The Baltimore Tree Inventory
Our friends at TreeBaltimore have been hard at work creating this map of Baltimore’s available tree pits, stumps, dead trees, and living trees. A tool like this is so helpful in determining which neighborhoods have spaces most readily available for planting, which are most lacking in tree canopy, and which need more support in getting pits cut in the sidewalk so that trees can be planted. You can explore various layers of this GIS map to learn more about Baltimore city’s urban tree canopy.
EPA’s Environmental Justice Screening and Mapping Tool
In order to better meet their responsibilities related to the protection of public health and the environment, the EPA has developed a new environmental justice mapping and screening tool called EJSCREEN. It is based on nationally consistent data and an approach that combines environmental and demographic indicators in maps and reports. This is a very helpful tool when it comes to learning about the intersection of tree canopy with air quality, the urban heat island, and many other environmental and sociological factors.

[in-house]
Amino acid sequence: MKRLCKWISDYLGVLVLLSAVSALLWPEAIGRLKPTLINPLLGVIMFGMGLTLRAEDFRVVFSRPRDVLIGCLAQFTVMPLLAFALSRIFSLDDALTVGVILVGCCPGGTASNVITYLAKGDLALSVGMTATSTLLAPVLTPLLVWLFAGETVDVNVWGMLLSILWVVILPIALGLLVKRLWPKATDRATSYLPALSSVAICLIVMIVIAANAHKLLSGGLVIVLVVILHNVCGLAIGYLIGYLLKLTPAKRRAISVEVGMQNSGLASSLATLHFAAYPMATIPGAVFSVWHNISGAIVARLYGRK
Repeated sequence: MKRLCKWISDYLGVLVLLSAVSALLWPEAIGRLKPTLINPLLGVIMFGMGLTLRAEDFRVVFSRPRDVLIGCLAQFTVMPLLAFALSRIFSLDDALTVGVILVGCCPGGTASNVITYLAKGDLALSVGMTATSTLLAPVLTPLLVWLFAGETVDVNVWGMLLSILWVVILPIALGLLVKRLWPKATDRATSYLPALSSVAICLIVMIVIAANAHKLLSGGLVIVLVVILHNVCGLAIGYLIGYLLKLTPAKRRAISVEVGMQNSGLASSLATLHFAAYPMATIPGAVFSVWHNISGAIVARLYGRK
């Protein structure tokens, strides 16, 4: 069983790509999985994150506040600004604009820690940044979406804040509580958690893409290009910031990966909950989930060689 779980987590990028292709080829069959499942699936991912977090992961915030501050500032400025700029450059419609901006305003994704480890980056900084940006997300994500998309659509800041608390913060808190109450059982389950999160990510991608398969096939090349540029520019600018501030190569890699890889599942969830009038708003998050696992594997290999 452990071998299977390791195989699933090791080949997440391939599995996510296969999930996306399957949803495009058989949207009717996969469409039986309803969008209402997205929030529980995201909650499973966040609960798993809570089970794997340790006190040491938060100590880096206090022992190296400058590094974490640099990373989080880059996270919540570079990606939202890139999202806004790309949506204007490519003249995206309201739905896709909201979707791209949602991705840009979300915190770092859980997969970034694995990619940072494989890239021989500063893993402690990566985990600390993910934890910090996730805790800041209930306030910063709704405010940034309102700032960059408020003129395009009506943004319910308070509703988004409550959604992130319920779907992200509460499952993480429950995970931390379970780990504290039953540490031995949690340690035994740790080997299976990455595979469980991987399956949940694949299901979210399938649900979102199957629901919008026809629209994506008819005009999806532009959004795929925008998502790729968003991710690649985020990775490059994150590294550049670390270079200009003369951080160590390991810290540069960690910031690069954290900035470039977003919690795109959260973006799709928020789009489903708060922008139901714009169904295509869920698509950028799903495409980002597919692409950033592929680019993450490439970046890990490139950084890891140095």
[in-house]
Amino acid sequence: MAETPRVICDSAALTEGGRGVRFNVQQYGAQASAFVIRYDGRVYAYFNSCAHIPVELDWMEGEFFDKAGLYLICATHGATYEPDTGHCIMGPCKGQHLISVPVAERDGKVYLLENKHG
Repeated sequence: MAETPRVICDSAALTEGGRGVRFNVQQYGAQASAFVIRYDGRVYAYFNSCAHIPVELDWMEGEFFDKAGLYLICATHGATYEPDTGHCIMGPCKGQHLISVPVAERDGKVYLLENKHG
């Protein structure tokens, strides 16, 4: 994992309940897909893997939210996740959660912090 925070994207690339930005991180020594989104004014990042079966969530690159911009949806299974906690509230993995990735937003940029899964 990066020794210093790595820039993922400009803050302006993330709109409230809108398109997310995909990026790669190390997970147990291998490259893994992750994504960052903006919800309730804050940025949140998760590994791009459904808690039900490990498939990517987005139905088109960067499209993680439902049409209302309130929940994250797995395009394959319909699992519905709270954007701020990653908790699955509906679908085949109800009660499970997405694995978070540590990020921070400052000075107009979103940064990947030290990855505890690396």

NOAA Urban Heat Island study results
Together with the National Oceanic and Atmospheric Administration and scientists from Portland State University and the Science Museum of Virginia, we took part in this study of Baltimore city’s urban heat island. The urban heat island is made up of “the places where people are most at risk during extreme heat.”
[…] “‘Heat islands are a serious public health issue, and this data shows a clear connection between areas of our city lacking tree canopy and the extreme pockets of heat that residents are enduring over the summer months. The maps will help us continue to work within the community to champion the accessibility, growth, and maintenance of our city’s green spaces’.”
You can examine the results on this map.
The Harris Creek Watershed
The Harris Creek Watershed is where the founders of Baltimore Tree Trust decided to concentrate in regard to tree canopy growth and maintenance. Running from Clifton Park to Canton, this stretch of neighborhoods actually sits on top of a creek that had been covered by asphalt. Planting out this watershed aims to get back the green space that previously existed in this area, and lessen the severity of the “urban heat island effect.”
You can examine the map more closely here.